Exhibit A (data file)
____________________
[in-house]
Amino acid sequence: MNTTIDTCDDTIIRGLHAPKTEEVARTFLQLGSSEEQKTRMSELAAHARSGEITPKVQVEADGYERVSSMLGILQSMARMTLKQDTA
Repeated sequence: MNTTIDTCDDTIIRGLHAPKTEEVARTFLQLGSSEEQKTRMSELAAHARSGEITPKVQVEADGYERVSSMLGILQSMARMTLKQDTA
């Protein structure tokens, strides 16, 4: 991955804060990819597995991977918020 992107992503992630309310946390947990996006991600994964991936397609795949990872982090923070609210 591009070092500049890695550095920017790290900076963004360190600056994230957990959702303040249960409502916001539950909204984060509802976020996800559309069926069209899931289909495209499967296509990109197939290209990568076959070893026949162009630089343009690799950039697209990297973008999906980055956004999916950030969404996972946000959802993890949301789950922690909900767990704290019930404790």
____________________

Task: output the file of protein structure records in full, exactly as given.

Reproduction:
[in-house]
Amino acid sequence: MNTTIDTCDDTIIRGLHAPKTEEVARTFLQLGSSEEQKTRMSELAAHARSGEITPKVQVEADGYERVSSMLGILQSMARMTLKQDTA
Repeated sequence: MNTTIDTCDDTIIRGLHAPKTEEVARTFLQLGSSEEQKTRMSELAAHARSGEITPKVQVEADGYERVSSMLGILQSMARMTLKQDTA
């Protein structure tokens, strides 16, 4: 991955804060990819597995991977918020 992107992503992630309310946390947990996006991600994964991936397609795949990872982090923070609210 591009070092500049890695550095920017790290900076963004360190600056994230957990959702303040249960409502916001539950909204984060509802976020996800559309069926069209899931289909495209499967296509990109197939290209990568076959070893026949162009630089343009690799950039697209990297973008999906980055956004999916950030969404996972946000959802993890949301789950922690909900767990704290019930404790």